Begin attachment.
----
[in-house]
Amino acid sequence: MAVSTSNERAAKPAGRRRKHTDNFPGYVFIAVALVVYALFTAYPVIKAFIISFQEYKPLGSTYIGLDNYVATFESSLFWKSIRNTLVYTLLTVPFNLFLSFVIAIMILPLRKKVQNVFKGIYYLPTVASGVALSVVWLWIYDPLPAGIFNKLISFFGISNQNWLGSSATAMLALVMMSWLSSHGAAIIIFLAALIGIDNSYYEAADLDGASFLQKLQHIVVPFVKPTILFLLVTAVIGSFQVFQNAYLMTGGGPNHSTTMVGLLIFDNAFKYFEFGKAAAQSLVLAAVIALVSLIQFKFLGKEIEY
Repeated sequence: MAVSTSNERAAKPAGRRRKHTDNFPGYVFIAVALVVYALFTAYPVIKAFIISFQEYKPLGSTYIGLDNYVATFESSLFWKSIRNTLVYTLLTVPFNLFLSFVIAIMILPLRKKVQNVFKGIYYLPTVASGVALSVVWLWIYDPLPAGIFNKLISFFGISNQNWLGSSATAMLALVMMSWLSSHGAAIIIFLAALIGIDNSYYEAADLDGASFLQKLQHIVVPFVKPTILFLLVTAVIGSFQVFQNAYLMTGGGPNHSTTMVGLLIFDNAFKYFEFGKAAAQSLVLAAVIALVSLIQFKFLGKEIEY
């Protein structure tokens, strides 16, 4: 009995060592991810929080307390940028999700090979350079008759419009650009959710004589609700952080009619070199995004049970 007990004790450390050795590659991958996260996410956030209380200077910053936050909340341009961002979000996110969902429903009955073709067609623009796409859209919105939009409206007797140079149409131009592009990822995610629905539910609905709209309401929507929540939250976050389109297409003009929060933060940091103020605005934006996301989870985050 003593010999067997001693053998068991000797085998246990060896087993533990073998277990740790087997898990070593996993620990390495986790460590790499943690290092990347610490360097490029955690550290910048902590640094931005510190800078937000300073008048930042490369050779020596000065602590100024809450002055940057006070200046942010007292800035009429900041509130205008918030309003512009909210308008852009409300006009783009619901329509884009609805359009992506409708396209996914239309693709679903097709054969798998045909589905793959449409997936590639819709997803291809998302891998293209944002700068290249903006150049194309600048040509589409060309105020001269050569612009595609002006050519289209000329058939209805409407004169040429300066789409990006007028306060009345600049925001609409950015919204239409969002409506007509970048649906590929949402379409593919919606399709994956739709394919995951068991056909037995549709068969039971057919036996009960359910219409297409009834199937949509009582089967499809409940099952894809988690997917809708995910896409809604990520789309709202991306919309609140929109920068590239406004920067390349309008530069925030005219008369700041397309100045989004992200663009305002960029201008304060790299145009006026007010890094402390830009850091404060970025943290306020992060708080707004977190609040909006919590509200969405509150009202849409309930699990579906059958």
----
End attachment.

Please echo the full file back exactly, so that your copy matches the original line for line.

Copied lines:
[in-house]
Amino acid sequence: MAVSTSNERAAKPAGRRRKHTDNFPGYVFIAVALVVYALFTAYPVIKAFIISFQEYKPLGSTYIGLDNYVATFESSLFWKSIRNTLVYTLLTVPFNLFLSFVIAIMILPLRKKVQNVFKGIYYLPTVASGVALSVVWLWIYDPLPAGIFNKLISFFGISNQNWLGSSATAMLALVMMSWLSSHGAAIIIFLAALIGIDNSYYEAADLDGASFLQKLQHIVVPFVKPTILFLLVTAVIGSFQVFQNAYLMTGGGPNHSTTMVGLLIFDNAFKYFEFGKAAAQSLVLAAVIALVSLIQFKFLGKEIEY
Repeated sequence: MAVSTSNERAAKPAGRRRKHTDNFPGYVFIAVALVVYALFTAYPVIKAFIISFQEYKPLGSTYIGLDNYVATFESSLFWKSIRNTLVYTLLTVPFNLFLSFVIAIMILPLRKKVQNVFKGIYYLPTVASGVALSVVWLWIYDPLPAGIFNKLISFFGISNQNWLGSSATAMLALVMMSWLSSHGAAIIIFLAALIGIDNSYYEAADLDGASFLQKLQHIVVPFVKPTILFLLVTAVIGSFQVFQNAYLMTGGGPNHSTTMVGLLIFDNAFKYFEFGKAAAQSLVLAAVIALVSLIQFKFLGKEIEY
């Protein structure tokens, strides 16, 4: 009995060592991810929080307390940028999700090979350079008759419009650009959710004589609700952080009619070199995004049970 007990004790450390050795590659991958996260996410956030209380200077910053936050909340341009961002979000996110969902429903009955073709067609623009796409859209919105939009409206007797140079149409131009592009990822995610629905539910609905709209309401929507929540939250976050389109297409003009929060933060940091103020605005934006996301989870985050 003593010999067997001693053998068991000797085998246990060896087993533990073998277990740790087997898990070593996993620990390495986790460590790499943690290092990347610490360097490029955690550290910048902590640094931005510190800078937000300073008048930042490369050779020596000065602590100024809450002055940057006070200046942010007292800035009429900041509130205008918030309003512009909210308008852009409300006009783009619901329509884009609805359009992506409708396209996914239309693709679903097709054969798998045909589905793959449409997936590639819709997803291809998302891998293209944002700068290249903006150049194309600048040509589409060309105020001269050569612009595609002006050519289209000329058939209805409407004169040429300066789409990006007028306060009345600049925001609409950015919204239409969002409506007509970048649906590929949402379409593919919606399709994956739709394919995951068991056909037995549709068969039971057919036996009960359910219409297409009834199937949509009582089967499809409940099952894809988690997917809708995910896409809604990520789309709202991306919309609140929109920068590239406004920067390349309008530069925030005219008369700041397309100045989004992200663009305002960029201008304060790299145009006026007010890094402390830009850091404060970025943290306020992060708080707004977190609040909006919590509200969405509150009202849409309930699990579906059958």